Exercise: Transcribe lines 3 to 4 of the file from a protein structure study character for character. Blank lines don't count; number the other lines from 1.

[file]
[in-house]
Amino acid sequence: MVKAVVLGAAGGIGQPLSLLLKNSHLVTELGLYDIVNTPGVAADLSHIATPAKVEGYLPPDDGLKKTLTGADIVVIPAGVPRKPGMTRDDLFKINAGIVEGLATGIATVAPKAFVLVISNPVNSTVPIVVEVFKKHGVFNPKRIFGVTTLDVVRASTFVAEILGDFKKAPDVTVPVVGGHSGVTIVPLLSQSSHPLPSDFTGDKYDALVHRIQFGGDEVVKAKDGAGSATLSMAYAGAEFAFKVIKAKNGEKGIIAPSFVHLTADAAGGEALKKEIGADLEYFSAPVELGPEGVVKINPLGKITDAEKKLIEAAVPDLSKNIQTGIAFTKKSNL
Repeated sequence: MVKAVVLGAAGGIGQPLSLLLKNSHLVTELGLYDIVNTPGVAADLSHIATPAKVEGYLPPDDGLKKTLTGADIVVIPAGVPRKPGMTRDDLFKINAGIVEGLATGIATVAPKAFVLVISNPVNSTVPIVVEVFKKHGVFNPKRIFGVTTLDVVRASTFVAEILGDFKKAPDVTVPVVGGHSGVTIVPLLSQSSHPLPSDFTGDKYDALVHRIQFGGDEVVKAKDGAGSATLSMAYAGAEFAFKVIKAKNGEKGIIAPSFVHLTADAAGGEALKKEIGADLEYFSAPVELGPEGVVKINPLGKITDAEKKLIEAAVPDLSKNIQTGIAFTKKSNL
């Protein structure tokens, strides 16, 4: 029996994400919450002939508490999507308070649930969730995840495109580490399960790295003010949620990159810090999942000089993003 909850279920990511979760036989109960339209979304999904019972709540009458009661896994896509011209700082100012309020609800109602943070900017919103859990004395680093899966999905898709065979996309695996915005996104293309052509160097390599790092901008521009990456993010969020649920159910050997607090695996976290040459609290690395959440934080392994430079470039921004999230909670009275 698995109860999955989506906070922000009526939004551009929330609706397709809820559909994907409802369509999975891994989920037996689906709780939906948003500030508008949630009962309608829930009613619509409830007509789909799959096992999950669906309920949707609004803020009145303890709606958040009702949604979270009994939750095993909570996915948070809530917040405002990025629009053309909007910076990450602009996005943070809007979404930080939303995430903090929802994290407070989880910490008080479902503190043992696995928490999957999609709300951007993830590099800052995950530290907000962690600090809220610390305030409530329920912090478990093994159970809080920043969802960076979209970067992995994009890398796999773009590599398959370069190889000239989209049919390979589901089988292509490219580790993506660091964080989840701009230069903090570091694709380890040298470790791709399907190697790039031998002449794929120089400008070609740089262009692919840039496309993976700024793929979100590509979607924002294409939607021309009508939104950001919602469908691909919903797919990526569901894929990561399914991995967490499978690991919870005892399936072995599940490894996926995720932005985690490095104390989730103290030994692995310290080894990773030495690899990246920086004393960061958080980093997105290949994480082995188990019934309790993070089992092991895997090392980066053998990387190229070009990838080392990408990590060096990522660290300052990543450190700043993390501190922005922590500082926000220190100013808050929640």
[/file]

Repeated sequence: MVKAVVLGAAGGIGQPLSLLLKNSHLVTELGLYDIVNTPGVAADLSHIATPAKVEGYLPPDDGLKKTLTGADIVVIPAGVPRKPGMTRDDLFKINAGIVEGLATGIATVAPKAFVLVISNPVNSTVPIVVEVFKKHGVFNPKRIFGVTTLDVVRASTFVAEILGDFKKAPDVTVPVVGGHSGVTIVPLLSQSSHPLPSDFTGDKYDALVHRIQFGGDEVVKAKDGAGSATLSMAYAGAEFAFKVIKAKNGEKGIIAPSFVHLTADAAGGEALKKEIGADLEYFSAPVELGPEGVVKINPLGKITDAEKKLIEAAVPDLSKNIQTGIAFTKKSNL
């Protein structure tokens, strides 16, 4: 029996994400919450002939508490999507308070649930969730995840495109580490399960790295003010949620990159810090999942000089993003 909850279920990511979760036989109960339209979304999904019972709540009458009661896994896509011209700082100012309020609800109602943070900017919103859990004395680093899966999905898709065979996309695996915005996104293309052509160097390599790092901008521009990456993010969020649920159910050997607090695996976290040459609290690395959440934080392994430079470039921004999230909670009275 698995109860999955989506906070922000009526939004551009929330609706397709809820559909994907409802369509999975891994989920037996689906709780939906948003500030508008949630009962309608829930009613619509409830007509789909799959096992999950669906309920949707609004803020009145303890709606958040009702949604979270009994939750095993909570996915948070809530917040405002990025629009053309909007910076990450602009996005943070809007979404930080939303995430903090929802994290407070989880910490008080479902503190043992696995928490999957999609709300951007993830590099800052995950530290907000962690600090809220610390305030409530329920912090478990093994159970809080920043969802960076979209970067992995994009890398796999773009590599398959370069190889000239989209049919390979589901089988292509490219580790993506660091964080989840701009230069903090570091694709380890040298470790791709399907190697790039031998002449794929120089400008070609740089262009692919840039496309993976700024793929979100590509979607924002294409939607021309009508939104950001919602469908691909919903797919990526569901894929990561399914991995967490499978690991919870005892399936072995599940490894996926995720932005985690490095104390989730103290030994692995310290080894990773030495690899990246920086004393960061958080980093997105290949994480082995188990019934309790993070089992092991895997090392980066053998990387190229070009990838080392990408990590060096990522660290300052990543450190700043993390501190922005922590500082926000220190100013808050929640």